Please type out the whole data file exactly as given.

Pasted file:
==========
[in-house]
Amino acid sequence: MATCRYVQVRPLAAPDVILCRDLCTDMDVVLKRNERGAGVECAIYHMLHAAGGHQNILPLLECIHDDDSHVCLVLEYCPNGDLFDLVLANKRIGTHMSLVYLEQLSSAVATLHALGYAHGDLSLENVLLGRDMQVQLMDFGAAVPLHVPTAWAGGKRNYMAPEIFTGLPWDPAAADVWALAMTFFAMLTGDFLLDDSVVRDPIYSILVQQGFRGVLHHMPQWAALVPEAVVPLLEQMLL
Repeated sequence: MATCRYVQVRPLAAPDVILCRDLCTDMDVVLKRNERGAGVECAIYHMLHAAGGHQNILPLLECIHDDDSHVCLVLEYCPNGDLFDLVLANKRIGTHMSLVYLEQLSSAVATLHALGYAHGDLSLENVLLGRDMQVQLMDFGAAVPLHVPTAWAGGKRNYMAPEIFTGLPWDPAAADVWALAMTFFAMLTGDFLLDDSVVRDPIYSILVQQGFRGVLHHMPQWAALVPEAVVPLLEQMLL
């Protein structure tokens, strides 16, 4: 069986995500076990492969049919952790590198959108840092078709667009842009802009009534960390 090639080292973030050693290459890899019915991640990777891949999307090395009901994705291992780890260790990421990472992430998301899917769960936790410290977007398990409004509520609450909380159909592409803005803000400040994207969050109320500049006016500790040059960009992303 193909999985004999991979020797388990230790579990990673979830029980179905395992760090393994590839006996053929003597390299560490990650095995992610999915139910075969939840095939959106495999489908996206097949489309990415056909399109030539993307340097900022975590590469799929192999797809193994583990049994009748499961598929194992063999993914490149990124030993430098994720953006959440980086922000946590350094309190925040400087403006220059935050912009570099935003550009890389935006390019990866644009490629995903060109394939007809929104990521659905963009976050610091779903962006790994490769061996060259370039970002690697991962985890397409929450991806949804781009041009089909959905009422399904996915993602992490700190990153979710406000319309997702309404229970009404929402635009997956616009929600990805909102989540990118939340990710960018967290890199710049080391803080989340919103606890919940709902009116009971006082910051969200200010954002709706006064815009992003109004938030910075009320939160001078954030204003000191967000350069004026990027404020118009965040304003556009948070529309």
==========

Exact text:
[in-house]
Amino acid sequence: MATCRYVQVRPLAAPDVILCRDLCTDMDVVLKRNERGAGVECAIYHMLHAAGGHQNILPLLECIHDDDSHVCLVLEYCPNGDLFDLVLANKRIGTHMSLVYLEQLSSAVATLHALGYAHGDLSLENVLLGRDMQVQLMDFGAAVPLHVPTAWAGGKRNYMAPEIFTGLPWDPAAADVWALAMTFFAMLTGDFLLDDSVVRDPIYSILVQQGFRGVLHHMPQWAALVPEAVVPLLEQMLL
Repeated sequence: MATCRYVQVRPLAAPDVILCRDLCTDMDVVLKRNERGAGVECAIYHMLHAAGGHQNILPLLECIHDDDSHVCLVLEYCPNGDLFDLVLANKRIGTHMSLVYLEQLSSAVATLHALGYAHGDLSLENVLLGRDMQVQLMDFGAAVPLHVPTAWAGGKRNYMAPEIFTGLPWDPAAADVWALAMTFFAMLTGDFLLDDSVVRDPIYSILVQQGFRGVLHHMPQWAALVPEAVVPLLEQMLL
């Protein structure tokens, strides 16, 4: 069986995500076990492969049919952790590198959108840092078709667009842009802009009534960390 090639080292973030050693290459890899019915991640990777891949999307090395009901994705291992780890260790990421990472992430998301899917769960936790410290977007398990409004509520609450909380159909592409803005803000400040994207969050109320500049006016500790040059960009992303 193909999985004999991979020797388990230790579990990673979830029980179905395992760090393994590839006996053929003597390299560490990650095995992610999915139910075969939840095939959106495999489908996206097949489309990415056909399109030539993307340097900022975590590469799929192999797809193994583990049994009748499961598929194992063999993914490149990124030993430098994720953006959440980086922000946590350094309190925040400087403006220059935050912009570099935003550009890389935006390019990866644009490629995903060109394939007809929104990521659905963009976050610091779903962006790994490769061996060259370039970002690697991962985890397409929450991806949804781009041009089909959905009422399904996915993602992490700190990153979710406000319309997702309404229970009404929402635009997956616009929600990805909102989540990118939340990710960018967290890199710049080391803080989340919103606890919940709902009116009971006082910051969200200010954002709706006064815009992003109004938030910075009320939160001078954030204003000191967000350069004026990027404020118009965040304003556009948070529309």